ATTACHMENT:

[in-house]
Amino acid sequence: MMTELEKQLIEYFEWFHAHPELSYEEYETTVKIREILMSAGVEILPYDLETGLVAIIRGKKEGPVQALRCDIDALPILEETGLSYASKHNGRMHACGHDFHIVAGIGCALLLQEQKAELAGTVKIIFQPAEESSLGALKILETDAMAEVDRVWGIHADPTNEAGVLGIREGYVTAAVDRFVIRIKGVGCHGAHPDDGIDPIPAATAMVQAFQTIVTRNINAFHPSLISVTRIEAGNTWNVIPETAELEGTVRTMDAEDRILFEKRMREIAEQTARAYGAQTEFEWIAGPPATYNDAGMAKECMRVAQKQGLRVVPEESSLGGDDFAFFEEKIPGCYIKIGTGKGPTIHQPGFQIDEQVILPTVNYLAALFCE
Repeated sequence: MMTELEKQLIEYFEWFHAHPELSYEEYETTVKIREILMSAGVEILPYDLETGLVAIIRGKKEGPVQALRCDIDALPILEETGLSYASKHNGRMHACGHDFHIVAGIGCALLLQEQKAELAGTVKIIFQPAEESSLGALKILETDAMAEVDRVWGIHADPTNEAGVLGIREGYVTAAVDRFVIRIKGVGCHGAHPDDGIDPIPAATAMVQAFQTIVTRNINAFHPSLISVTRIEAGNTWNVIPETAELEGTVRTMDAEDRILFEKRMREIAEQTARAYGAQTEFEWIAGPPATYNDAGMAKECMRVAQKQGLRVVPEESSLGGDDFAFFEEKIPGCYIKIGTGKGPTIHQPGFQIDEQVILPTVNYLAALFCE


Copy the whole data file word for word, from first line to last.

[in-house]
Amino acid sequence: MMTELEKQLIEYFEWFHAHPELSYEEYETTVKIREILMSAGVEILPYDLETGLVAIIRGKKEGPVQALRCDIDALPILEETGLSYASKHNGRMHACGHDFHIVAGIGCALLLQEQKAELAGTVKIIFQPAEESSLGALKILETDAMAEVDRVWGIHADPTNEAGVLGIREGYVTAAVDRFVIRIKGVGCHGAHPDDGIDPIPAATAMVQAFQTIVTRNINAFHPSLISVTRIEAGNTWNVIPETAELEGTVRTMDAEDRILFEKRMREIAEQTARAYGAQTEFEWIAGPPATYNDAGMAKECMRVAQKQGLRVVPEESSLGGDDFAFFEEKIPGCYIKIGTGKGPTIHQPGFQIDEQVILPTVNYLAALFCE
Repeated sequence: MMTELEKQLIEYFEWFHAHPELSYEEYETTVKIREILMSAGVEILPYDLETGLVAIIRGKKEGPVQALRCDIDALPILEETGLSYASKHNGRMHACGHDFHIVAGIGCALLLQEQKAELAGTVKIIFQPAEESSLGALKILETDAMAEVDRVWGIHADPTNEAGVLGIREGYVTAAVDRFVIRIKGVGCHGAHPDDGIDPIPAATAMVQAFQTIVTRNINAFHPSLISVTRIEAGNTWNVIPETAELEGTVRTMDAEDRILFEKRMREIAEQTARAYGAQTEFEWIAGPPATYNDAGMAKECMRVAQKQGLRVVPEESSLGGDDFAFFEEKIPGCYIKIGTGKGPTIHQPGFQIDEQVILPTVNYLAALFCE